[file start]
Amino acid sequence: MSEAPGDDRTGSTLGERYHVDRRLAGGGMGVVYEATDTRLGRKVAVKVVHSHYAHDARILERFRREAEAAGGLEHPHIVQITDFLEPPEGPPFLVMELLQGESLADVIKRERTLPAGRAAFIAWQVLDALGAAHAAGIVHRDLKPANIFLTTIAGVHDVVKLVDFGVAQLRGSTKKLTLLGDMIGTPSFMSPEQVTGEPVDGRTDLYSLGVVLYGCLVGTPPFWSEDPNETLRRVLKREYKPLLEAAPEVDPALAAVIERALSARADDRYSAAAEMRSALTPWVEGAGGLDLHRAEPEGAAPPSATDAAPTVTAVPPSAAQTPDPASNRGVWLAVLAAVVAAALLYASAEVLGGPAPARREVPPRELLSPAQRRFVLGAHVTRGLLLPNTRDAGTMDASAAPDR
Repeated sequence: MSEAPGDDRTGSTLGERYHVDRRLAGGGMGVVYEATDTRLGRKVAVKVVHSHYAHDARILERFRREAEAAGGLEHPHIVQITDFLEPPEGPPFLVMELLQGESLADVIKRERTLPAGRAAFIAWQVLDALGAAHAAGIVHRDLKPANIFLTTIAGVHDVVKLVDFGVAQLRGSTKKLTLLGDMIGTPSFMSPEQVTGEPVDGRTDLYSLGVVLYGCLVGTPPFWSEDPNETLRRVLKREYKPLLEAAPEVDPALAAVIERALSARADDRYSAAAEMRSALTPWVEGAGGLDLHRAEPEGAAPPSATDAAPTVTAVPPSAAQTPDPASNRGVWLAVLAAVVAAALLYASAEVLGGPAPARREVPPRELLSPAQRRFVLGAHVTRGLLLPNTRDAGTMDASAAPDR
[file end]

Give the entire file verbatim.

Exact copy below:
Amino acid sequence: MSEAPGDDRTGSTLGERYHVDRRLAGGGMGVVYEATDTRLGRKVAVKVVHSHYAHDARILERFRREAEAAGGLEHPHIVQITDFLEPPEGPPFLVMELLQGESLADVIKRERTLPAGRAAFIAWQVLDALGAAHAAGIVHRDLKPANIFLTTIAGVHDVVKLVDFGVAQLRGSTKKLTLLGDMIGTPSFMSPEQVTGEPVDGRTDLYSLGVVLYGCLVGTPPFWSEDPNETLRRVLKREYKPLLEAAPEVDPALAAVIERALSARADDRYSAAAEMRSALTPWVEGAGGLDLHRAEPEGAAPPSATDAAPTVTAVPPSAAQTPDPASNRGVWLAVLAAVVAAALLYASAEVLGGPAPARREVPPRELLSPAQRRFVLGAHVTRGLLLPNTRDAGTMDASAAPDR
Repeated sequence: MSEAPGDDRTGSTLGERYHVDRRLAGGGMGVVYEATDTRLGRKVAVKVVHSHYAHDARILERFRREAEAAGGLEHPHIVQITDFLEPPEGPPFLVMELLQGESLADVIKRERTLPAGRAAFIAWQVLDALGAAHAAGIVHRDLKPANIFLTTIAGVHDVVKLVDFGVAQLRGSTKKLTLLGDMIGTPSFMSPEQVTGEPVDGRTDLYSLGVVLYGCLVGTPPFWSEDPNETLRRVLKREYKPLLEAAPEVDPALAAVIERALSARADDRYSAAAEMRSALTPWVEGAGGLDLHRAEPEGAAPPSATDAAPTVTAVPPSAAQTPDPASNRGVWLAVLAAVVAAALLYASAEVLGGPAPARREVPPRELLSPAQRRFVLGAHVTRGLLLPNTRDAGTMDASAAPDR